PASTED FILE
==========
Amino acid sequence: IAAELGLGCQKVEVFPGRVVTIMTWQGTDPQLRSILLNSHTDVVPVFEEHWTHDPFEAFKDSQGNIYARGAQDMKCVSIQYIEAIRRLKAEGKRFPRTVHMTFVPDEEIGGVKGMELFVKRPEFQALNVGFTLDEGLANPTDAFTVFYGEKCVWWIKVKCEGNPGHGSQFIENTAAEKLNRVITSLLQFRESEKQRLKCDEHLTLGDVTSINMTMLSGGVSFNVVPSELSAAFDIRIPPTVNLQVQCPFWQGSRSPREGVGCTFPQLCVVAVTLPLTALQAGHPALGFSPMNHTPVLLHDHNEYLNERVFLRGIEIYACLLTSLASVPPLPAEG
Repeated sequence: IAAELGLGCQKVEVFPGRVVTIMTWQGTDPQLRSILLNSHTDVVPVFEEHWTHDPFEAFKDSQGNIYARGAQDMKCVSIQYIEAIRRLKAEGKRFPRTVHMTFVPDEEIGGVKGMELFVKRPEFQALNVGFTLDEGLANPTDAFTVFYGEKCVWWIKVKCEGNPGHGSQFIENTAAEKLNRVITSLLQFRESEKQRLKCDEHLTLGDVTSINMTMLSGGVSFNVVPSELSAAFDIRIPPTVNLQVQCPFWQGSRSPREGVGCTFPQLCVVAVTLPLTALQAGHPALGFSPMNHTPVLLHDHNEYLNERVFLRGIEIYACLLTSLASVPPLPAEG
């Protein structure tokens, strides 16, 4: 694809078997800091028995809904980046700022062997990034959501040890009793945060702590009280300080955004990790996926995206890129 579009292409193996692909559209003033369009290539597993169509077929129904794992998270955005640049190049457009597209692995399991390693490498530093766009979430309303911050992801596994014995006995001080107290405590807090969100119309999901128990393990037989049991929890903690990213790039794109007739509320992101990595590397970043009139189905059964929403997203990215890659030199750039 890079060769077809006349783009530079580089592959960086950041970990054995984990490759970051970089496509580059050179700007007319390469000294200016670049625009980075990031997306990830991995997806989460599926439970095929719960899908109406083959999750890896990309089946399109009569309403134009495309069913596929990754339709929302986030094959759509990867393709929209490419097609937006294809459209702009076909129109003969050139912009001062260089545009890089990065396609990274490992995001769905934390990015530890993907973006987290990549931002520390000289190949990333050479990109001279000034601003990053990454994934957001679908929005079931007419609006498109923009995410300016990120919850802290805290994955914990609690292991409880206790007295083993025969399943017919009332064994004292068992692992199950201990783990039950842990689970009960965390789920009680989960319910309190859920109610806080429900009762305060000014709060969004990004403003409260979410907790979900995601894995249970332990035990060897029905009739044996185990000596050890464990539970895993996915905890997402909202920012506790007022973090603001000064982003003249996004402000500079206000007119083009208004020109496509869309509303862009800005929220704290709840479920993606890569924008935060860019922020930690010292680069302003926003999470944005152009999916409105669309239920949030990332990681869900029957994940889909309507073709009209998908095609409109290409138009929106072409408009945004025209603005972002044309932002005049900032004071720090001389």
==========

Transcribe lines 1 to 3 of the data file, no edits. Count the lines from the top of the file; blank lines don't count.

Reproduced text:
Amino acid sequence: IAAELGLGCQKVEVFPGRVVTIMTWQGTDPQLRSILLNSHTDVVPVFEEHWTHDPFEAFKDSQGNIYARGAQDMKCVSIQYIEAIRRLKAEGKRFPRTVHMTFVPDEEIGGVKGMELFVKRPEFQALNVGFTLDEGLANPTDAFTVFYGEKCVWWIKVKCEGNPGHGSQFIENTAAEKLNRVITSLLQFRESEKQRLKCDEHLTLGDVTSINMTMLSGGVSFNVVPSELSAAFDIRIPPTVNLQVQCPFWQGSRSPREGVGCTFPQLCVVAVTLPLTALQAGHPALGFSPMNHTPVLLHDHNEYLNERVFLRGIEIYACLLTSLASVPPLPAEG
Repeated sequence: IAAELGLGCQKVEVFPGRVVTIMTWQGTDPQLRSILLNSHTDVVPVFEEHWTHDPFEAFKDSQGNIYARGAQDMKCVSIQYIEAIRRLKAEGKRFPRTVHMTFVPDEEIGGVKGMELFVKRPEFQALNVGFTLDEGLANPTDAFTVFYGEKCVWWIKVKCEGNPGHGSQFIENTAAEKLNRVITSLLQFRESEKQRLKCDEHLTLGDVTSINMTMLSGGVSFNVVPSELSAAFDIRIPPTVNLQVQCPFWQGSRSPREGVGCTFPQLCVVAVTLPLTALQAGHPALGFSPMNHTPVLLHDHNEYLNERVFLRGIEIYACLLTSLASVPPLPAEG
């Protein structure tokens, strides 16, 4: 694809078997800091028995809904980046700022062997990034959501040890009793945060702590009280300080955004990790996926995206890129 579009292409193996692909559209003033369009290539597993169509077929129904794992998270955005640049190049457009597209692995399991390693490498530093766009979430309303911050992801596994014995006995001080107290405590807090969100119309999901128990393990037989049991929890903690990213790039794109007739509320992101990595590397970043009139189905059964929403997203990215890659030199750039 890079060769077809006349783009530079580089592959960086950041970990054995984990490759970051970089496509580059050179700007007319390469000294200016670049625009980075990031997306990830991995997806989460599926439970095929719960899908109406083959999750890896990309089946399109009569309403134009495309069913596929990754339709929302986030094959759509990867393709929209490419097609937006294809459209702009076909129109003969050139912009001062260089545009890089990065396609990274490992995001769905934390990015530890993907973006987290990549931002520390000289190949990333050479990109001279000034601003990053990454994934957001679908929005079931007419609006498109923009995410300016990120919850802290805290994955914990609690292991409880206790007295083993025969399943017919009332064994004292068992692992199950201990783990039950842990689970009960965390789920009680989960319910309190859920109610806080429900009762305060000014709060969004990004403003409260979410907790979900995601894995249970332990035990060897029905009739044996185990000596050890464990539970895993996915905890997402909202920012506790007022973090603001000064982003003249996004402000500079206000007119083009208004020109496509869309509303862009800005929220704290709840479920993606890569924008935060860019922020930690010292680069302003926003999470944005152009999916409105669309239920949030990332990681869900029957994940889909309507073709009209998908095609409109290409138009929106072409408009945004025209603005972002044309932002005049900032004071720090001389």